The European Commission has published a roadmap for revision of the Energy Performance of Buildings Directive (the ‘EPBD’), with the aim of improving the energy efficiency of both residential and commercial property, to deliver on the EU’s climate and energy objectives.
Impact of the Roadmap on the Construction and Property Sectors
When unveiling the European Green Deal in December 2019, the EU committed to various climate and energy objectives to be achieved by 2030 and 2050. The EU has targeted the building sector as an area where significant advances are needed as buildings, both residential and commercial, are responsible for 36% of energy-related greenhouse gas emissions in the EU.
It has become increasingly clear that the EPBD in its current form will not be sufficient to meet the EU’s climate goals and requires revision.
The existing EPBD
Although the existing directive has made some inroads in increasing energy efficiency, progress has been slow. The directive requires new buildings to be ‘nearly zero-energy’, but it has not effectively addressed the fact that almost 75% of the EU’s existing building stock is inefficient.
Coupled with this, deep renovations on existing buildings are carried out on only 0.2% of building stock annually. If renovation rates are not increased, the EU has estimated that climate goals would certainly not be reached by 2030 or 2050, but would take centuries.
EU proposals for revision
The revision proposals aim to strengthen the legal framework on the energy performance of buildings; to double the annual energy renovation rate of buildings by 2030, to foster deep energy renovation, and ultimately to contribute to the achievement of the EU’s climate neutrality objective for 2050.
The proposals to achieve this include:-
- Mandatory minimum energy performance standards, introduced on a phased basis, starting with stricter requirements for specific types of buildings (e.g. public buildings and office buildings), and extending progressively to all buildings;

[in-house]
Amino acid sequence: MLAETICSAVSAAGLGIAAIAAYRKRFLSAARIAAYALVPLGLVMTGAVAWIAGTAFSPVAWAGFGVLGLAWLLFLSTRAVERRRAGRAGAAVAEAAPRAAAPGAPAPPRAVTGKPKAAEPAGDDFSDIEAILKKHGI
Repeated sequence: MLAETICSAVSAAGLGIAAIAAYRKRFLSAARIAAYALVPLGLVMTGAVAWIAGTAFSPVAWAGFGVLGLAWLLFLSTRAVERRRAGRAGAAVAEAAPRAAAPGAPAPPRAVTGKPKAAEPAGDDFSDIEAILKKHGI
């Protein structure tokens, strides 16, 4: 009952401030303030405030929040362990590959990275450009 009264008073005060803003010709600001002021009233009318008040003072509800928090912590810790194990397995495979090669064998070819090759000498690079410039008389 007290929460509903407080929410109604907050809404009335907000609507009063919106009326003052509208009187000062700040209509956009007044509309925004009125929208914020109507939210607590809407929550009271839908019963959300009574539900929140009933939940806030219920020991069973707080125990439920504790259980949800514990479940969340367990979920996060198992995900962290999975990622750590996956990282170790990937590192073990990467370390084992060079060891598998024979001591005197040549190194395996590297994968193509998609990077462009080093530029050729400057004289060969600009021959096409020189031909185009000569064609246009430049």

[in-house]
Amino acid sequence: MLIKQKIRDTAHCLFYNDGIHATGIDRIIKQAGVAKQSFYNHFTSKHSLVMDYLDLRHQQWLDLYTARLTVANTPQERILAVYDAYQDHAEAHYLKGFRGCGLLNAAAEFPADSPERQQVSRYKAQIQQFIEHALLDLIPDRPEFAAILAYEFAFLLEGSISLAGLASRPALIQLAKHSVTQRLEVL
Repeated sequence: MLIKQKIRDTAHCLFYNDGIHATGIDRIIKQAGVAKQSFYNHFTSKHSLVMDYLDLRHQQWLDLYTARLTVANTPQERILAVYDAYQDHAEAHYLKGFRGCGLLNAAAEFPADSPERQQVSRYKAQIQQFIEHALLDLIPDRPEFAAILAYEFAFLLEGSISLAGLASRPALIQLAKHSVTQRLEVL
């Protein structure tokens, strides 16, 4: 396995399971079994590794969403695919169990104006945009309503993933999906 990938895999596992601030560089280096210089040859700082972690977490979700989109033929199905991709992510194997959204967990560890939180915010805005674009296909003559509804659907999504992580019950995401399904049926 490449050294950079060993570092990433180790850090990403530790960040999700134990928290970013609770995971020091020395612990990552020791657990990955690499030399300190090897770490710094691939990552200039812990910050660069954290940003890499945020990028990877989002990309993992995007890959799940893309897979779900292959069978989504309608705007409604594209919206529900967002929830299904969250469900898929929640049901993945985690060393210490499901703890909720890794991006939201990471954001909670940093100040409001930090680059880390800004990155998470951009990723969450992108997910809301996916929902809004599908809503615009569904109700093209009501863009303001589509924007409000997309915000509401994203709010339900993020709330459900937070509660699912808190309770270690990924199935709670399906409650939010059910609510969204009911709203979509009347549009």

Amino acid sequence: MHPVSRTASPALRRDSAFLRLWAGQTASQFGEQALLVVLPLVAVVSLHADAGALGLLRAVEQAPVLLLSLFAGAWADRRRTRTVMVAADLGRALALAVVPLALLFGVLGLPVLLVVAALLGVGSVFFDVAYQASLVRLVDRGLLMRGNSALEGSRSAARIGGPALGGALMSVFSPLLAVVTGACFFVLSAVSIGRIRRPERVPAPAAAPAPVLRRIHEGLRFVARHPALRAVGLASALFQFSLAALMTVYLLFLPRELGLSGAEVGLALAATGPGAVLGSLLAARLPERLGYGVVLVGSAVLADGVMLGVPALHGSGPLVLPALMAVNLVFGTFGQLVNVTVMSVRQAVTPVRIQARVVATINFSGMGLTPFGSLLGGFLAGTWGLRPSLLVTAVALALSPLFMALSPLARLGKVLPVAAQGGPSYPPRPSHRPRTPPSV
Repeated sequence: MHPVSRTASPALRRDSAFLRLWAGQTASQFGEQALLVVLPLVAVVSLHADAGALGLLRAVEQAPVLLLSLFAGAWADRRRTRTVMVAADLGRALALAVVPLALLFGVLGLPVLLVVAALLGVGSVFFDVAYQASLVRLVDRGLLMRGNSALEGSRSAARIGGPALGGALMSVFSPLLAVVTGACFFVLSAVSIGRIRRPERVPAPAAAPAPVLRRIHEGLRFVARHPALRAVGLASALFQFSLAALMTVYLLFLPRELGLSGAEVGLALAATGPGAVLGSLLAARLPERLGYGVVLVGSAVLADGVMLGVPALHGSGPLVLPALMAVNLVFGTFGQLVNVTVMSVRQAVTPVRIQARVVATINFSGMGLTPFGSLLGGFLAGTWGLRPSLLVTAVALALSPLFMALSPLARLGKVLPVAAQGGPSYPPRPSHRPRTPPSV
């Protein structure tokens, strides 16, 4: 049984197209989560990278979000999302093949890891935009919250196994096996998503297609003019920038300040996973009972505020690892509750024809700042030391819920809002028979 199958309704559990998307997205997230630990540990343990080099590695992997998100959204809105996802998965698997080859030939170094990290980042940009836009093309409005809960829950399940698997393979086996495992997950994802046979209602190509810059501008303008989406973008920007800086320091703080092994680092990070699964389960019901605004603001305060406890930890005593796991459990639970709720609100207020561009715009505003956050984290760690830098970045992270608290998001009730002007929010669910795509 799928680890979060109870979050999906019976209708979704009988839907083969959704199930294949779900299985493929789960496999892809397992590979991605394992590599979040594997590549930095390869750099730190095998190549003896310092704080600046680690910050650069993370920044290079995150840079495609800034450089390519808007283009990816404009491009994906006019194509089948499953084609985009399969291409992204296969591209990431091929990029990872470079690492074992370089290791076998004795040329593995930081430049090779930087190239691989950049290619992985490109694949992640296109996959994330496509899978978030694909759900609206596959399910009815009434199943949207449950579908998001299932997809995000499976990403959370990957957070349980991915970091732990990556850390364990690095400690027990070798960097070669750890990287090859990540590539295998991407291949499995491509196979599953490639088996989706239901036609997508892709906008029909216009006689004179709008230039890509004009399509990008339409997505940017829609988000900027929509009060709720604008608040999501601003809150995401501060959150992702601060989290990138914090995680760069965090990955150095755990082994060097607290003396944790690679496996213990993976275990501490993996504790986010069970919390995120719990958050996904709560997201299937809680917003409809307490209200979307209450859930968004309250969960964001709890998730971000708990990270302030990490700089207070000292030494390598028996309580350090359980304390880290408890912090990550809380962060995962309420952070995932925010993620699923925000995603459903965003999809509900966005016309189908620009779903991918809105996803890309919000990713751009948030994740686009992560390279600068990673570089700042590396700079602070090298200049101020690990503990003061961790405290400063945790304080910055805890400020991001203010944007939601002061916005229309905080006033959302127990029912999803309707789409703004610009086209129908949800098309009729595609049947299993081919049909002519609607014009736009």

- Energy Performance Certificates, updating the current framework to increase quality and availability, including consideration of digital solutions;
- Deep renovation standards, requiring a certain standard of renovation works that would reduce energy consumption by at least 60%; and
- Introduction of Building Renovation Passports.
Construction and property sectors may see these new policies as burdensome. Although the EU’s main aim is the reduction of greenhouse gases, which we all agree is necessary, there are also many positive effects that can be highlighted by the introduction of these new measures.
In particular, these measures will denote a significant stimulus into the construction sector with the implementation of the deep renovation standard and upgrading buildings to the new minimum energy performance standard. This will also have the effect of creating jobs, particularly in the SMEs that make up approximately 90% of the construction sector.
We are also likely to see increased investments, innovation and competitiveness in the construction and property sectors to deliver these new measures.
The EPBD’s new measures will require significant upfront investment. The Commission has noted that financial support measures will be needed to avoid unfair effects such as increased rents effecting low-income housing. Although the details of these supports are yet to be unveiled, their consideration is welcome.
The Commission’s public consultation is open until 22nd June 2021, seeking views from stakeholders on the suggested improvements. The adoption of the Directive is expected in Q4 2021.
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